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EFF's international team advocates for privacy, free speech, and an open Internet in international venues and across the world. We expose mass and unwarranted surveillance, and educate unlawfully targeted users on how to protect themselves and their colleagues. We use individual cases globally to highlight the effect of technology on human rights, and defend technologists from persecution and detention wherever they live.

Ensuring users' voices are heard in global policymaking

Internet users are impacted not only by rules and policies made in their own country, but those made around the world. EFF's international team fights to make sure that Internet users are heard in these processes. They include copyright treaties developed by the World Intellectual Property Organization (WIPO), trade agreements such as the now-defeated Trans-Pacific Partnership Agreement (TPP), domain name policies developed by ICANN, and increasingly, a shadowy web of cross-border industry agreements forged in corporate backrooms.

Where international bodies lack an adequate rights-based framework for their deliberations, EFF also works to fill the gap by developing global principles such as the Manila Principles for Intermediary Liability and the Necessary and Proportionate principles. We use these to promote users' rights on the global stage in bodies such as the United Nations General Assembly, the Organization for Economic Co-operation and Development (OECD) and the Internet Governance Forum (IGF).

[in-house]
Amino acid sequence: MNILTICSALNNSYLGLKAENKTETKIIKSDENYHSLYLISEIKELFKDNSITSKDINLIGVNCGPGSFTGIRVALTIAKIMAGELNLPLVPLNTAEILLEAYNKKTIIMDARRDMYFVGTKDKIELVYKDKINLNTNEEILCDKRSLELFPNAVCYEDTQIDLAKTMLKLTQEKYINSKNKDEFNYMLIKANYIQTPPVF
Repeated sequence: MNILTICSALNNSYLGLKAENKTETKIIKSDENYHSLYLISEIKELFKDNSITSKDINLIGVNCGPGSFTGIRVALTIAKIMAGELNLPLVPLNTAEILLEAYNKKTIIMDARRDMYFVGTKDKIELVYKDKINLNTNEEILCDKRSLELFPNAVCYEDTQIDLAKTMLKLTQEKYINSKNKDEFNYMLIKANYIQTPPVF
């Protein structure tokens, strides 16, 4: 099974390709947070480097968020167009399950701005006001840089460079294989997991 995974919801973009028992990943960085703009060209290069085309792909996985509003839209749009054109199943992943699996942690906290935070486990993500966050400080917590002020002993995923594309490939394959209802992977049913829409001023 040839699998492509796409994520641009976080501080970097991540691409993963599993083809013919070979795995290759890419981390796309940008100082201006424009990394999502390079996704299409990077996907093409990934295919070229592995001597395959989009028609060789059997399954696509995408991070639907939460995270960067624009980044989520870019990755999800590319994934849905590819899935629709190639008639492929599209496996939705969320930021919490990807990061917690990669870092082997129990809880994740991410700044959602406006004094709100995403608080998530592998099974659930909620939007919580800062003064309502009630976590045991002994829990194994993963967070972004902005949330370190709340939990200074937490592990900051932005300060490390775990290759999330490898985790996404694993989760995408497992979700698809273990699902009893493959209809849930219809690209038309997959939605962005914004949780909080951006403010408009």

Fighting unchecked surveillance laws and norms

We fight laws and treaties that seek to legitimize mass surveillance and weaken civil liberties and transparency. We work to spotlight privacy violations throughout the world and defend against influential governments seeking to increase law enforcement and intelligence agencies’ power. EFF fends off proposals for mandatory data retention, wiretapping-friendly legislation, national identity schemes, biometrics initiatives, and invasive location tracking. EFF works with digital rights organizations around the globe to fight for privacy, and  pressure telecommunications companies to protect the privacy of their customers.

Exposing Institutional Censorship

EFF recognizes that much of today’s free expression takes place on corporate platforms, which apply their own rules and are subject to the legal requirements of different jurisdictions. While in recent years most major companies have produced transparency reports that show content takedowns made at the behest of government actors, there is little to no transparency regarding takedowns made on the basis of terms of service. Furthermore, companies often prohibit certain legal content, such as nudity.

We encourage social media companies to operate with greater transparency and accountability. To that end, we partner with Visualizing Impact on Onlinecensorship.org, which collects reports from users in an effort to shine a light on content takedowns. We also regularly advocate for companies to make policy changes, particularly when their policies result in discriminatory practices.

Protecting vulnerable populations from digital attacks